Surviving a Liver Transplant.

Surviving a Liver Transplant

Now that I’ve had my first anniversary with my new liver, it’s probably safe to say that I am surviving a liver transplant. That first year is a little iffy, what with medications and rejection issues. The odds are now officially in my favor. If you’re a betting person, you better bet that the chances of me being here next year are strong. It’s taken a lot to get here. My survival tools include a wide array of people, places, and things.

These have been some of my survival tools that my family and I used during the first year post liver transplant:

Rejection meds – Even if they make me feel sick, achy, heart racy, I take them faithfully. They save my life every day for the rest of my life.

Warm stuff – A heating pad soothes back muscles and helps uncrunch a stiff neck. A warm bath relaxes me all over.

Hovering medical team – I love those people who tell me exactly how many pills to take and watch over all of my details.

Forgiveness – When I lose my thoughts and wear people out, it’s time to put me to bed and close the door. I wear myself out sometimes. We all understand and we all forgive and move on.

No drama – I don’t do drama. I’m sorry if your goldfish died or your favorite shoes on sale  weren’t in your size. Go tell someone else, I’ll listen later. I’m busy healing.

Prayer – It does hurt me to hear that others are having problems. I’ll make a deal. Since I spend a lot of time in prayer, I will ask for help for you too.

Comfort food – Good soup, some chicken, protein shake, or eggs and toast are always welcome. If you’re coming by, stock me up. I need protein to heal.

Common sense – If my eyes are closed, that means I want to withdraw from the current scene. If I’m groaning, I may need a pain pill. If I’m dripping, find the leak and help me clean up.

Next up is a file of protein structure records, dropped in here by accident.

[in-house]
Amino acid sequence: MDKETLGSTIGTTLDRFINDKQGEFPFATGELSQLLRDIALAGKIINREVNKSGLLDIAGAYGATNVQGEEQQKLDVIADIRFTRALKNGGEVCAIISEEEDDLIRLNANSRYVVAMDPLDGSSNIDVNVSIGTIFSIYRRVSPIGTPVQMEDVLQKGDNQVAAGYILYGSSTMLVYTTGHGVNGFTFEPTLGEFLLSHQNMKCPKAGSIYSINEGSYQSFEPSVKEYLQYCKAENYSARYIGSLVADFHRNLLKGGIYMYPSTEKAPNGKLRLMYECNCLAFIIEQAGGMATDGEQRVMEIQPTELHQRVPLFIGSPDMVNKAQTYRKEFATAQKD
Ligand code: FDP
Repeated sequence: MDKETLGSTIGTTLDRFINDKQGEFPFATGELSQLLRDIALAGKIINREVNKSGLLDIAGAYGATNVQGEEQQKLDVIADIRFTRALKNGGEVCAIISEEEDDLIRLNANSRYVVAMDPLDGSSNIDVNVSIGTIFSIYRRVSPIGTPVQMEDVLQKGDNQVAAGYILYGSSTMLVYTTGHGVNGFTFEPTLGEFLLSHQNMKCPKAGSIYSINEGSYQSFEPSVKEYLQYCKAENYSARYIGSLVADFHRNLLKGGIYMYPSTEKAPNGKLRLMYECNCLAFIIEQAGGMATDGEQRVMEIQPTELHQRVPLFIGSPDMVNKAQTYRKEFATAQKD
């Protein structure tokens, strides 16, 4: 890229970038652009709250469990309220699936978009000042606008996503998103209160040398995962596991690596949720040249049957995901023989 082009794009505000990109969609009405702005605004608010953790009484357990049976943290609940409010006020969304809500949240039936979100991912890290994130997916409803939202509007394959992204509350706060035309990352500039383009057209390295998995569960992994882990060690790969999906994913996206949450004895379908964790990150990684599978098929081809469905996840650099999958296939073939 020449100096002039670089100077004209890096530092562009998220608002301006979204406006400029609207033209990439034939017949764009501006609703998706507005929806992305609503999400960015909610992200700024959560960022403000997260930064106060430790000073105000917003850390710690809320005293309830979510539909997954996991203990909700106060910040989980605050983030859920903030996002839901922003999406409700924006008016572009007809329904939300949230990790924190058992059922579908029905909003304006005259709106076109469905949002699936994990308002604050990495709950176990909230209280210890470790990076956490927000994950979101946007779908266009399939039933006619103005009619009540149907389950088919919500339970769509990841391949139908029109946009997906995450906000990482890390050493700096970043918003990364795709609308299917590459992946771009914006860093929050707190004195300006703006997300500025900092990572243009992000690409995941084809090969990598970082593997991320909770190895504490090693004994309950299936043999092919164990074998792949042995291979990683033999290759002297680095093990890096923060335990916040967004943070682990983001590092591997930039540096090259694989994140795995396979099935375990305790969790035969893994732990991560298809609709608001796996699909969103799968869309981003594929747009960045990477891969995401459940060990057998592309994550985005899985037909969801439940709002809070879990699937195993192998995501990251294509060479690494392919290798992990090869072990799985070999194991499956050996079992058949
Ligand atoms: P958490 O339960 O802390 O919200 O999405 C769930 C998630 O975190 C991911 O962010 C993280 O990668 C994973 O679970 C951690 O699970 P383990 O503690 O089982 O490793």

Detectives – When common sense fails, look for clues. I’m probably clueless about what I need. Help me out here.

Calm people – I let the falling apart people drift to the outskirts of my life. I don’t have the time or energy to take care of anybody but myself.

Stubbornness – I’ve made my mind up to see this through. When push comes to shove, I keep pushing. That’s what it takes.

Hilarity – Come on with your goofy self. Bring on the silliness. I’m talking about some serious stuff going on with my body. I may need you to turn on the cartoons.

No expectations – If you need me to do something right now, you’re asking the wrong person. I ain’t doing nothing at all but getting past this first year unless I feel like it.

Pedicure – Please get the clippers out and give me some help. I can’t reach the darn things without busting a stitch (true story) so stick the tired dogs in a pan of warm water and clip the toenails. We don’t want any Howard Hughes clacking going on when I walk.

No doubt – It may look a little hopeless some days. I may even doubt my healing times. I stick it out and erase the doubt.

The first year was a lot of things. Most of all, it was miraculous. I mean, totally, a miracle a day. I hope you find all the things you need to survive a liver transplant. I also hope that you can be rid of the things you don’t need. With balance, you’ll get through it just fine.

This article represents the opinions, thoughts, and experiences of the author; none of this content has been paid for by any advertiser. The HepatitisC.net team does not recommend or endorse any products or treatments discussed herein. Learn more about how we maintain editorial integrity here.

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